Big Nike Stores In Europe Use Gesture-Sensing LED Walls To Market High-Tech Apparel Line

June 18, 2024 by Dave Haynes

Nike is using  big interactive LED display walls, gesture sensing cameras and interactive software to market its Dri-Fit apparel at three of its big-city, flagship-y stores during the UEFA European Men’s Football Championships.

The set-ups are at Nike’s Paris House Of Innovation, Nike Town London and Nike Berlin Tauentzienstraße, and thank God I don’t have to pronounce that last one.

The idea here is that interested customers walk in front of a big display, position themselves in the camera-sensing sweet spot, and then kinda move around to generate body heat and see in real-time how Nike’s Dri-Fit apparel wicks moisture, etc, etc. The experience was developed by the London/Amsterdam creative shop OMM and uses Move AI, Unreal Engine, Zedcam and Unity.

This is what I said on Linkedin when I saw a video last week: Gonna be the grumpy old guy here and suggest this is largely pointless eye candy that will mostly be a draw to little kids and extrovert adults. That LED wall just visually explaining the product features and benefits would be more effective than something that asks shoppers to perform stupid people tricks.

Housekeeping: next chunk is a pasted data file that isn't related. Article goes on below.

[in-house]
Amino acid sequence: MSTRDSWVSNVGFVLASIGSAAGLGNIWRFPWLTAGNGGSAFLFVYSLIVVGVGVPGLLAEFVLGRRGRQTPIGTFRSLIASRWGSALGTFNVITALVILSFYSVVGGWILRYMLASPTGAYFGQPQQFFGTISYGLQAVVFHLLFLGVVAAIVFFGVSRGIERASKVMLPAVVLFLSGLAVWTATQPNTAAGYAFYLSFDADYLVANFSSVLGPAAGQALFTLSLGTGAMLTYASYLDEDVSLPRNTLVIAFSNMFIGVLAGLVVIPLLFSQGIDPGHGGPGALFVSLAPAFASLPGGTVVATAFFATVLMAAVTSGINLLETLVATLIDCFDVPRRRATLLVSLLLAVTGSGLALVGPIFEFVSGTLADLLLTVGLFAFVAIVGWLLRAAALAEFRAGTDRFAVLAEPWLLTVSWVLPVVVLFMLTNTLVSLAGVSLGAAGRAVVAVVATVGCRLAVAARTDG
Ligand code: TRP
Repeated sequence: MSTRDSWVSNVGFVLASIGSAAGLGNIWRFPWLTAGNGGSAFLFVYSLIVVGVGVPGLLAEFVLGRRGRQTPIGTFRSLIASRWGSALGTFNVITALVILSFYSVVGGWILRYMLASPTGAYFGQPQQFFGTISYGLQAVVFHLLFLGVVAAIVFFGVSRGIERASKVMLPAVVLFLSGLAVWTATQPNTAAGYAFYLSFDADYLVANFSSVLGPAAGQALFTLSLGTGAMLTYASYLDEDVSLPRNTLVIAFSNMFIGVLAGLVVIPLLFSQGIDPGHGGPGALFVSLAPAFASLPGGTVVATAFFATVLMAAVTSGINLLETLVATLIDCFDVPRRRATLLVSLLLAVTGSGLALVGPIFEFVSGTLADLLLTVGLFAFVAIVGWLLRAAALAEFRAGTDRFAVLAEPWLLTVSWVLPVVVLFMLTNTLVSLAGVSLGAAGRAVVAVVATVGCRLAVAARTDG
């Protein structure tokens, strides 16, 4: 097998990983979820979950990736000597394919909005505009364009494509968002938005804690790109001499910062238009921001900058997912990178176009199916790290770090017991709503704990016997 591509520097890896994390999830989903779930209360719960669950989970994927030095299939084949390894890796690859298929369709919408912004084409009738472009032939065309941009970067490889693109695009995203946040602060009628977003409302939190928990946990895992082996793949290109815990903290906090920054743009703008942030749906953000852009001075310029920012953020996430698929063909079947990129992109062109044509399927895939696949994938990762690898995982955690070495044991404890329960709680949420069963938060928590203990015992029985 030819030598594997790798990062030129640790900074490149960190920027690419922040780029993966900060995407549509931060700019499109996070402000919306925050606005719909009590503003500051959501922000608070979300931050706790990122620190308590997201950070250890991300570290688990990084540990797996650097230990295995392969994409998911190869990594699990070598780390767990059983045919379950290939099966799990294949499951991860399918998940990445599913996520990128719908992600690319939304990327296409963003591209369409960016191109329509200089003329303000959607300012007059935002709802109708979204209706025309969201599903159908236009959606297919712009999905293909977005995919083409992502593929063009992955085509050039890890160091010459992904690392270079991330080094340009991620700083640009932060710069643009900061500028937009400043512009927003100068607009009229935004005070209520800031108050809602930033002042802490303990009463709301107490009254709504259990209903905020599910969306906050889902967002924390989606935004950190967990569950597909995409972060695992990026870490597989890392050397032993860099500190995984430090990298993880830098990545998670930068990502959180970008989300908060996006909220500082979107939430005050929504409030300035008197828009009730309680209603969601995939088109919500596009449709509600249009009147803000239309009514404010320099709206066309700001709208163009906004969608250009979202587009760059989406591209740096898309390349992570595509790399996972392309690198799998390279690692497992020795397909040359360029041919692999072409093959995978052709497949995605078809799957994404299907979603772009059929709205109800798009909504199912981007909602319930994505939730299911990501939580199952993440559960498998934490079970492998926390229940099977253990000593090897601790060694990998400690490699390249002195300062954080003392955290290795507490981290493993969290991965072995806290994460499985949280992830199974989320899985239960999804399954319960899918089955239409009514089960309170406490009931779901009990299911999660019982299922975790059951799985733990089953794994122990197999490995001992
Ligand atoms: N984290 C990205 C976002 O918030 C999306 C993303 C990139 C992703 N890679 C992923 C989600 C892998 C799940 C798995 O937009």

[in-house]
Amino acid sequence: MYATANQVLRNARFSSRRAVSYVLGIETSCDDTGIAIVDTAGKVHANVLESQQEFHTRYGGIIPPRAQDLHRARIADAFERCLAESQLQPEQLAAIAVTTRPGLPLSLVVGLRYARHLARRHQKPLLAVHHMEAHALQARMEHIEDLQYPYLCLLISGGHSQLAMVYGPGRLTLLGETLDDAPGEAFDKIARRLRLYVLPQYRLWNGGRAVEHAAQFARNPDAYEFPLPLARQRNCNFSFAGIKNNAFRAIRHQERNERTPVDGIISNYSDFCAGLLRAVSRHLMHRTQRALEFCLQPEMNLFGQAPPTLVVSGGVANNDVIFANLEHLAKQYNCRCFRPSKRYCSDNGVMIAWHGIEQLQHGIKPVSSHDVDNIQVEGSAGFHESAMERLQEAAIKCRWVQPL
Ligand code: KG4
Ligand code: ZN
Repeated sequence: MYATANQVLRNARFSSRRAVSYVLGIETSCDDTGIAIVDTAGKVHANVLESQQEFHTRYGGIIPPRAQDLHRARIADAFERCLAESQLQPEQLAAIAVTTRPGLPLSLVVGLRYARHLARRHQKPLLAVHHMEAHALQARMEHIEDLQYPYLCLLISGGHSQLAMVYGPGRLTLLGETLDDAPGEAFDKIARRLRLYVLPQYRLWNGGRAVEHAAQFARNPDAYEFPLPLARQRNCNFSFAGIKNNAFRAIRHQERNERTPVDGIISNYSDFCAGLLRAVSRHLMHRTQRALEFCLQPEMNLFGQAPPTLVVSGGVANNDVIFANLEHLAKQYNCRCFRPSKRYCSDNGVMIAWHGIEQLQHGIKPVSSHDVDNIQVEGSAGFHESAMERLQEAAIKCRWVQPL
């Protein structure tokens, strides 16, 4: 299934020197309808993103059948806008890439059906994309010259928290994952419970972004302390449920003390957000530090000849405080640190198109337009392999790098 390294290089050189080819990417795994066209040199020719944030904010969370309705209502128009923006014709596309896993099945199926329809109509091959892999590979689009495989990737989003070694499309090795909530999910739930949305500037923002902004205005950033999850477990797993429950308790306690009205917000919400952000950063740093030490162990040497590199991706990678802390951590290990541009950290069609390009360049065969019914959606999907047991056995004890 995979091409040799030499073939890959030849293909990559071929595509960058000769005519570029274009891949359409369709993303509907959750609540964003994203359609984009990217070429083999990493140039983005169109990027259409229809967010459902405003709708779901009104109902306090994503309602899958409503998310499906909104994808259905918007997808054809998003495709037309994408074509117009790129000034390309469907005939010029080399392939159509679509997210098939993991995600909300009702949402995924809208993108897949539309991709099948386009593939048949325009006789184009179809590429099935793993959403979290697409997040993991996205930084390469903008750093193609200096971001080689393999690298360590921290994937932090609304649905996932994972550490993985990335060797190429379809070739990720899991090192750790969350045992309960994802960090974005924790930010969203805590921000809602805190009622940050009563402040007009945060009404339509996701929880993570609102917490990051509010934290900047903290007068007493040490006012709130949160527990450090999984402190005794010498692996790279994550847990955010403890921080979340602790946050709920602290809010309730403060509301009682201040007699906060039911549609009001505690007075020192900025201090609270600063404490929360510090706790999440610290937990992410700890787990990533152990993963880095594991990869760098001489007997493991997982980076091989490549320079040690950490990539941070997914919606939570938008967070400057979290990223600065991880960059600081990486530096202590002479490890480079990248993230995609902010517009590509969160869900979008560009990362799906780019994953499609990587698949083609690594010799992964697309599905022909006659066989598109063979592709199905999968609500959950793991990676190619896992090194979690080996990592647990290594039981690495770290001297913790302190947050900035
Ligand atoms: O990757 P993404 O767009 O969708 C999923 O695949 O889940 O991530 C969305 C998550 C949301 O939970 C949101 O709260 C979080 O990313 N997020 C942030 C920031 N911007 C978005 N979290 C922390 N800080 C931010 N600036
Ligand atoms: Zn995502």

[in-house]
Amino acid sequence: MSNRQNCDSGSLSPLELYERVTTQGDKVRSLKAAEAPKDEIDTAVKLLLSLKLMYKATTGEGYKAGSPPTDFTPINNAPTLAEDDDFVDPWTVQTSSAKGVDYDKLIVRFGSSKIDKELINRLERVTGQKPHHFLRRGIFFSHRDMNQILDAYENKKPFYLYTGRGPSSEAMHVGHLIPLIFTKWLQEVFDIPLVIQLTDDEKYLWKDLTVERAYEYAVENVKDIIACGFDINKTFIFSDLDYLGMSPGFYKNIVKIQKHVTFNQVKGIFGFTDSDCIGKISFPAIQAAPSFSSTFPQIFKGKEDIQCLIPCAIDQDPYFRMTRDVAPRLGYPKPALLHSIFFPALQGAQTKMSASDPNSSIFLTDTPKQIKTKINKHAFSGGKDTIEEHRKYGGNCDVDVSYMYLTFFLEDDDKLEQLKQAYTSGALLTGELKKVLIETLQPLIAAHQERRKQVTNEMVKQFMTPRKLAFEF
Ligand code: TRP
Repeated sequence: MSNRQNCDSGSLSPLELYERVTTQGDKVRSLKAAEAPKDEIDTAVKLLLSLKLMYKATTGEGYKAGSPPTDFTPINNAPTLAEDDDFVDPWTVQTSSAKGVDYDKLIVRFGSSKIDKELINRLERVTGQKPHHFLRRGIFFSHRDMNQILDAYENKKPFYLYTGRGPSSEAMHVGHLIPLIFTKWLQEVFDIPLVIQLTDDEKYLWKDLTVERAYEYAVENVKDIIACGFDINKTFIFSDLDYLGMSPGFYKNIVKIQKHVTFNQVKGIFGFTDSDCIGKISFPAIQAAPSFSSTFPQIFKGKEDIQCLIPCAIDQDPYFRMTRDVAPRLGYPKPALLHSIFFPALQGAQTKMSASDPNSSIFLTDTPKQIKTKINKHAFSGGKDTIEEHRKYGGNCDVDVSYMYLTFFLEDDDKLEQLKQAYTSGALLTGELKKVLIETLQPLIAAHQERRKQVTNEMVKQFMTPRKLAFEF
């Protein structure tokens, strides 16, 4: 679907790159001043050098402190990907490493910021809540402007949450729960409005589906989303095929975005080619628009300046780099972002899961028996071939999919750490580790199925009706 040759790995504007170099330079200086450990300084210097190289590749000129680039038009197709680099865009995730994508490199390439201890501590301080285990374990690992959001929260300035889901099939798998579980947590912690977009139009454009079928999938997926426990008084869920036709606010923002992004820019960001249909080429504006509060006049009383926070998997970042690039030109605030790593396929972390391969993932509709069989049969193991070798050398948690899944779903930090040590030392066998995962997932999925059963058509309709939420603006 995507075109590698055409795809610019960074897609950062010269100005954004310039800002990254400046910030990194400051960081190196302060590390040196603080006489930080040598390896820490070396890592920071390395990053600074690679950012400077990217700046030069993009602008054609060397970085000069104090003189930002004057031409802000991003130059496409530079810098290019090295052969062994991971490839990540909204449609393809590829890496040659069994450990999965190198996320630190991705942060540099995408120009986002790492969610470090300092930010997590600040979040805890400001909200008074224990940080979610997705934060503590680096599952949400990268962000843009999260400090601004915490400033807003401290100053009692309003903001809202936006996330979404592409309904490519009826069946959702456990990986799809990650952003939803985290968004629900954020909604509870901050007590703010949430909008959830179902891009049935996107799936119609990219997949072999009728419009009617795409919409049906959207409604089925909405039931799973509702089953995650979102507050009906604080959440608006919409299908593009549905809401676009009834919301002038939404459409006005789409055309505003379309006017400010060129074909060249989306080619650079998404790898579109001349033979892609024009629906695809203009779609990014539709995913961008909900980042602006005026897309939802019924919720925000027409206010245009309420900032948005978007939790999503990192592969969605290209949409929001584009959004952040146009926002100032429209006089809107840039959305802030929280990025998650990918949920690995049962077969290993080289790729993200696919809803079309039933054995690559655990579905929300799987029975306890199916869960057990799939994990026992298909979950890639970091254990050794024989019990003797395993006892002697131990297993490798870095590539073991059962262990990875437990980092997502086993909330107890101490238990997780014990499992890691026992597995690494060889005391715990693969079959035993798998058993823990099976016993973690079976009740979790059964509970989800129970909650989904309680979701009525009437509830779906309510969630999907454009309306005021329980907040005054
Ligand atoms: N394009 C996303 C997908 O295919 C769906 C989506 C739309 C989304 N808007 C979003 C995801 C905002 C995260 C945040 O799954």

As you might well expect, the OMM guy who posted the piece heartily but constructively disagreed, as did other people from the experiential community. It’s a good discussion with a lot of varied perspectives, and worth a read if you have mixed feelings.

I’m old and pragmatic and, right or wrong, more oriented to screens that are just useful, as opposed to ones that are about delivering experiences. I have seen gesture-based, software-driven experiences demo’d at countless trade shows, but I rarely see evidence of them getting deployed beyond flagships … and even then, they are usually for short runs as product launches or pop-ups.

So I guess they can be fun, but they don’t appear to scale – possibly/probably because interactive experiences can be operational headaches (not saying this one is, but there’s a history). Eye candy and wow factor also tend to have very short shelf lives.

I’d walk right on by this sort of thing in a store, but will acknowledge there are lots of extroverts out there who would be all over a “Look at me!!!” opportunity. I also know, yet again from walking a trade show last week, that even people who work in the pro AV industry, who have seen all kinds of stuff, are still drawn to eye candy like faux holograms and kinetic displays.

One of the explanations behind Nike’s strategy for this set-up is that there are other information points in the stores that get into product features and benefits, so that’s good. But practical me would have that on the biggest visual feature.

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